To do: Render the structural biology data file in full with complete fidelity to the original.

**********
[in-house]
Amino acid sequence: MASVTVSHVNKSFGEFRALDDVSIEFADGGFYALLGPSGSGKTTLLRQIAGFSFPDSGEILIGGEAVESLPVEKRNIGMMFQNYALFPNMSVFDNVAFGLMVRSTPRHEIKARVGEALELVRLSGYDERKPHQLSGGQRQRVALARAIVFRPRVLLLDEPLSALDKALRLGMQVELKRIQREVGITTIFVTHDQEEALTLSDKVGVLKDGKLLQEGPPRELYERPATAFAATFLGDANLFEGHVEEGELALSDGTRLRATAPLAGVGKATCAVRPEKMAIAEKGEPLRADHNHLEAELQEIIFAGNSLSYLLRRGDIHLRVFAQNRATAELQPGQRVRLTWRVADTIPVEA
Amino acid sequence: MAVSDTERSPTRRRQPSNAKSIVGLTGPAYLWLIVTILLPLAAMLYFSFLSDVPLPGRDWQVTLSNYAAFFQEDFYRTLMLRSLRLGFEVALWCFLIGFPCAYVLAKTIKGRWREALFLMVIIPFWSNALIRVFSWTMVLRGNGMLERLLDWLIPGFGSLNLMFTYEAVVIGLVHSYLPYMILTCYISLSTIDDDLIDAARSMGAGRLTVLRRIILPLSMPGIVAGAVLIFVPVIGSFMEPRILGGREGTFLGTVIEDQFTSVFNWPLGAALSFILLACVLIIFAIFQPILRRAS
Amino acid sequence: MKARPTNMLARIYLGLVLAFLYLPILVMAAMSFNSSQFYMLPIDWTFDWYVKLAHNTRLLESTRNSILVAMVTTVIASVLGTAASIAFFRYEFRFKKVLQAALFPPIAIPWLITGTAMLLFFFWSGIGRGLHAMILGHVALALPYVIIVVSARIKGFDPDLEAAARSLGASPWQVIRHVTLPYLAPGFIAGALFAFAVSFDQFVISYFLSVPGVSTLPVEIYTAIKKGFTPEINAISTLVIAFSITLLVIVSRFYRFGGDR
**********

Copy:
[in-house]
Amino acid sequence: MASVTVSHVNKSFGEFRALDDVSIEFADGGFYALLGPSGSGKTTLLRQIAGFSFPDSGEILIGGEAVESLPVEKRNIGMMFQNYALFPNMSVFDNVAFGLMVRSTPRHEIKARVGEALELVRLSGYDERKPHQLSGGQRQRVALARAIVFRPRVLLLDEPLSALDKALRLGMQVELKRIQREVGITTIFVTHDQEEALTLSDKVGVLKDGKLLQEGPPRELYERPATAFAATFLGDANLFEGHVEEGELALSDGTRLRATAPLAGVGKATCAVRPEKMAIAEKGEPLRADHNHLEAELQEIIFAGNSLSYLLRRGDIHLRVFAQNRATAELQPGQRVRLTWRVADTIPVEA
Amino acid sequence: MAVSDTERSPTRRRQPSNAKSIVGLTGPAYLWLIVTILLPLAAMLYFSFLSDVPLPGRDWQVTLSNYAAFFQEDFYRTLMLRSLRLGFEVALWCFLIGFPCAYVLAKTIKGRWREALFLMVIIPFWSNALIRVFSWTMVLRGNGMLERLLDWLIPGFGSLNLMFTYEAVVIGLVHSYLPYMILTCYISLSTIDDDLIDAARSMGAGRLTVLRRIILPLSMPGIVAGAVLIFVPVIGSFMEPRILGGREGTFLGTVIEDQFTSVFNWPLGAALSFILLACVLIIFAIFQPILRRAS
Amino acid sequence: MKARPTNMLARIYLGLVLAFLYLPILVMAAMSFNSSQFYMLPIDWTFDWYVKLAHNTRLLESTRNSILVAMVTTVIASVLGTAASIAFFRYEFRFKKVLQAALFPPIAIPWLITGTAMLLFFFWSGIGRGLHAMILGHVALALPYVIIVVSARIKGFDPDLEAAARSLGASPWQVIRHVTLPYLAPGFIAGALFAFAVSFDQFVISYFLSVPGVSTLPVEIYTAIKKGFTPEINAISTLVIAFSITLLVIVSRFYRFGGDR